Transfiguration: an experience of Grace
March 12, 2017 2nd Sunday of Lent First Reading: Gen 12:1-4 Second Reading: 2 Tim 1:8-10 Gospel Reading: Mt 17:1-9
Jesus took with him Peter and James and his brother John and led them up a high mountain where they were alone. Jesus’ appearance was changed before them: his face shone like the sun and his clothes became bright as light. Just then Moses and Elijah appeared to them, talking with Jesus. Peter spoke and said to Jesus, “Master, it is good that we are here. If you so wish, I will make three tents: one for you, one for Moses, and one for Elijah.” Peter was still speaking when a bright cloud covered them in its shadow, and a voice from the cloud said, “This is my Son, the Beloved, my Chosen One. Listen to him.” On hearing the voice, the disciples fell to the ground, full of fear. But Jesus came, touched them and said, “Stand up, do not be afraid.” When they raised their eyes, they no longer saw anyone except Jesus. And as they came down the mountain, Jesus commanded them not to tell anyone what they had just seen, until the Son of Man be raised from the dead.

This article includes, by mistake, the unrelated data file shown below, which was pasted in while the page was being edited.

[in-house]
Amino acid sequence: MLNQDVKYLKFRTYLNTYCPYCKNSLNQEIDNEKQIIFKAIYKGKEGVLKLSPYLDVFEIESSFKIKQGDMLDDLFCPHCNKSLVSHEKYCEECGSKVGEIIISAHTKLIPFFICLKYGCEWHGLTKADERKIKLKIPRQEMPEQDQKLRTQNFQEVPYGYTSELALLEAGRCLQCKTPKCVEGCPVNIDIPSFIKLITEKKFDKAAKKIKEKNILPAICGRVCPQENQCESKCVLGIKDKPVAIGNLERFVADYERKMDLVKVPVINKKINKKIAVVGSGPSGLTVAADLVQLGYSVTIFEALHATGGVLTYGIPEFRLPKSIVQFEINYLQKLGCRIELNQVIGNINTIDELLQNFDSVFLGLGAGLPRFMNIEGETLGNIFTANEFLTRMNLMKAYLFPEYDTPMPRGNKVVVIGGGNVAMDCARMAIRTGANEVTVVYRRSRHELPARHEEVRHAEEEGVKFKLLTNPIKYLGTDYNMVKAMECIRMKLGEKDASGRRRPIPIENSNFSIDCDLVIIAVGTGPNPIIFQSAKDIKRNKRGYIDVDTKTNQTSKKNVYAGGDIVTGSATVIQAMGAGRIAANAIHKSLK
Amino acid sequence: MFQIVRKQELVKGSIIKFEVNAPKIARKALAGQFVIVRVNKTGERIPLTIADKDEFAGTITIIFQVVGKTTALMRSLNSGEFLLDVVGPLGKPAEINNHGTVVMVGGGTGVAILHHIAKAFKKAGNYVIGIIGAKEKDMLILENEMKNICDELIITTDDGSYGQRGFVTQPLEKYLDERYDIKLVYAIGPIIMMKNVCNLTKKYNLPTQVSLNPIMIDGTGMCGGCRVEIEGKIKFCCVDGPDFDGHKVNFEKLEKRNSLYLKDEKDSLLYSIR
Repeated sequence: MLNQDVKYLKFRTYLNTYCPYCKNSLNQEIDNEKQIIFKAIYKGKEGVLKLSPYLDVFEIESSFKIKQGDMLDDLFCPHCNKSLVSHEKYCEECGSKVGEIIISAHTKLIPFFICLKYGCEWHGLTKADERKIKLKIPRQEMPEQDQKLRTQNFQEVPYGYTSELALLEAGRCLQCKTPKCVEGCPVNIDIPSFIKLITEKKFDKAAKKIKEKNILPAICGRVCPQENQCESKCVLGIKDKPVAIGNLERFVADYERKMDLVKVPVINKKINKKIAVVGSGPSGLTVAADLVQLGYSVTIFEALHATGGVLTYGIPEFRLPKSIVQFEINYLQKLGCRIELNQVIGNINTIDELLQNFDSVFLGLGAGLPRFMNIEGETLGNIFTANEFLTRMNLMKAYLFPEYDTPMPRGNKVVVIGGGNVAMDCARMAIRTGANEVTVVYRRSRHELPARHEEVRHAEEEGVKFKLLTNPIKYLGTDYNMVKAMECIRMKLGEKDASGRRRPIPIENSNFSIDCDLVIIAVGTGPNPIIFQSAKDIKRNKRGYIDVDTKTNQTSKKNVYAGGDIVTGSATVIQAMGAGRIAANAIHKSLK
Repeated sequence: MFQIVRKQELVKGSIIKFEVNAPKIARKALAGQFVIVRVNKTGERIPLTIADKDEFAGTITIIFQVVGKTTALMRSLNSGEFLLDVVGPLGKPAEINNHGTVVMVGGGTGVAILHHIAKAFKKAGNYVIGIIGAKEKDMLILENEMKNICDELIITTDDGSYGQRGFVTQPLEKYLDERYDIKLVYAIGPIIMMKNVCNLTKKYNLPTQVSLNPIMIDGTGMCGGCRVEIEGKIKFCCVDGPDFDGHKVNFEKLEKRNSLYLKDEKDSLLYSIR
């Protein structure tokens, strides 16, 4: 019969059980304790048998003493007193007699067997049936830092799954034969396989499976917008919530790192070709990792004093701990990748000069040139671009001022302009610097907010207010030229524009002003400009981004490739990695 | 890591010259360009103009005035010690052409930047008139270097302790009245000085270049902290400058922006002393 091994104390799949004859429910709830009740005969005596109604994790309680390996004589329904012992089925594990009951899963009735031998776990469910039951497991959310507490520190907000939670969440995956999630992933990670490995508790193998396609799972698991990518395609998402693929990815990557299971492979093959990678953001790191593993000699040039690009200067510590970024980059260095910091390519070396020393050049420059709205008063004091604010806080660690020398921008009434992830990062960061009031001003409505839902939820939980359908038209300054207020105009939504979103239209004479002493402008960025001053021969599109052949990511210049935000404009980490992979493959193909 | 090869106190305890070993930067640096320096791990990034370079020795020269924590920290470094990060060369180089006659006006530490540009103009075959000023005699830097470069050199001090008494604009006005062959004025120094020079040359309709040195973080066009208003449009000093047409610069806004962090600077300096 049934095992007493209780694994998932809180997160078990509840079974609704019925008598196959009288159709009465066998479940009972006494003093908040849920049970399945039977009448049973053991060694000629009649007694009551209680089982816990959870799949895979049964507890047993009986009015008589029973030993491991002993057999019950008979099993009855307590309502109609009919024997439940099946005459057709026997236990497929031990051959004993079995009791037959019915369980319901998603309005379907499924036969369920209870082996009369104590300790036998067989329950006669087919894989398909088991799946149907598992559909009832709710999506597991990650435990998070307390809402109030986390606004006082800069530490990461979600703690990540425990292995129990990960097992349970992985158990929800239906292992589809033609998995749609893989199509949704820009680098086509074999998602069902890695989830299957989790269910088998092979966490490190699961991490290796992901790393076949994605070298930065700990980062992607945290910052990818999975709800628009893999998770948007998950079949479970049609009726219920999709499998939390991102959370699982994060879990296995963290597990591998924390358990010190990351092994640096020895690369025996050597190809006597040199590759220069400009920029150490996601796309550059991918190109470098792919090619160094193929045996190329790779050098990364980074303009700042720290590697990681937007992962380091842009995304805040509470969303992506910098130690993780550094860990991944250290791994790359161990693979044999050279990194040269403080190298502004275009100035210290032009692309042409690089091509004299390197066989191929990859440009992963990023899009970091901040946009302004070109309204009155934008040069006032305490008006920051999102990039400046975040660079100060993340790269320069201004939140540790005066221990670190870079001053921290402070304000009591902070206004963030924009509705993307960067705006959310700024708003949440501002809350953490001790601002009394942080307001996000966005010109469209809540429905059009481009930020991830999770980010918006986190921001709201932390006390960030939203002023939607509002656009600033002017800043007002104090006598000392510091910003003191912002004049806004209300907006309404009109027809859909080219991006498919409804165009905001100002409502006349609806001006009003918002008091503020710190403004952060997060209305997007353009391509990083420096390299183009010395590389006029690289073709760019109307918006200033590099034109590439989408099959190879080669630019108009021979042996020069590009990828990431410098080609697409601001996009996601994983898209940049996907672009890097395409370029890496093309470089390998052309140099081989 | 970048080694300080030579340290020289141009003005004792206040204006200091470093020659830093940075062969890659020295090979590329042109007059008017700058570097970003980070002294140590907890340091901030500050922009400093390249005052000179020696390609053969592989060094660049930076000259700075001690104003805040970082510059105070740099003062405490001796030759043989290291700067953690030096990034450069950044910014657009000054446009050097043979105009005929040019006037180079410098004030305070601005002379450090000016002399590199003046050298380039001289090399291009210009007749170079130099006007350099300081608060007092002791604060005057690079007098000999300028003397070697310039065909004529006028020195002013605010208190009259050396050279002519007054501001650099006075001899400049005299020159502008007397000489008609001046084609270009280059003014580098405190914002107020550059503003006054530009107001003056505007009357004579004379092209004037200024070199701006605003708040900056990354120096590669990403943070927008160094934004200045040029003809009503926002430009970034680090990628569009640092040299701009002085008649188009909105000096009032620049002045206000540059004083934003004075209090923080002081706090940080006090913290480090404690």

(Daily Gospel in the
Assimilated Life Experience)
The Transfiguration event transported Peter, James and John to the experience of their forefathers with Moses coming down from Mt. Sinai. (The difference was that at Mt. Sinai it was Moses’ face that became radiant while talking to God, while at Mt. Tabor it was the face of God that became radiant while talking to Moses). Their recollection of the Sinai event made the Apostles aware how sacred the Transfiguration experience was.
This experience was supposed to prepare them for the event at another mountain called Calvary. There no Moses appeared and no voice from heaven was heard. There was only this voice of a dying God too faint even to pierce the clouds: “My God, why have you abandoned me!” If there was any echo to that voice, that echo must have been like an airplane with no airport to land – a touching scene of total helplessness reinforced by the silhouette of a “God-man” suspended between heaven and earth. Wasn’t heaven supposed to embrace him for being divine? Wasn’t earth supposed to accommodate him for being human? Neither heaven nor earth owned him. He only had his cross to hang on.
What happened to the three Apostles who saw his glory at the Transfiguration? Jesus took these three to the garden of his agony precisely because they were supposed to be better prepared. But they failed to stay awake with him even for an hour. At the cross only one of them stood for him.
Can Jesus count on you? Have you had your Transfiguration experience to prepare you for Calvary? – (Atty.) Rev. Fr. Dan Domingo P. delos Angeles, Jr., DM.
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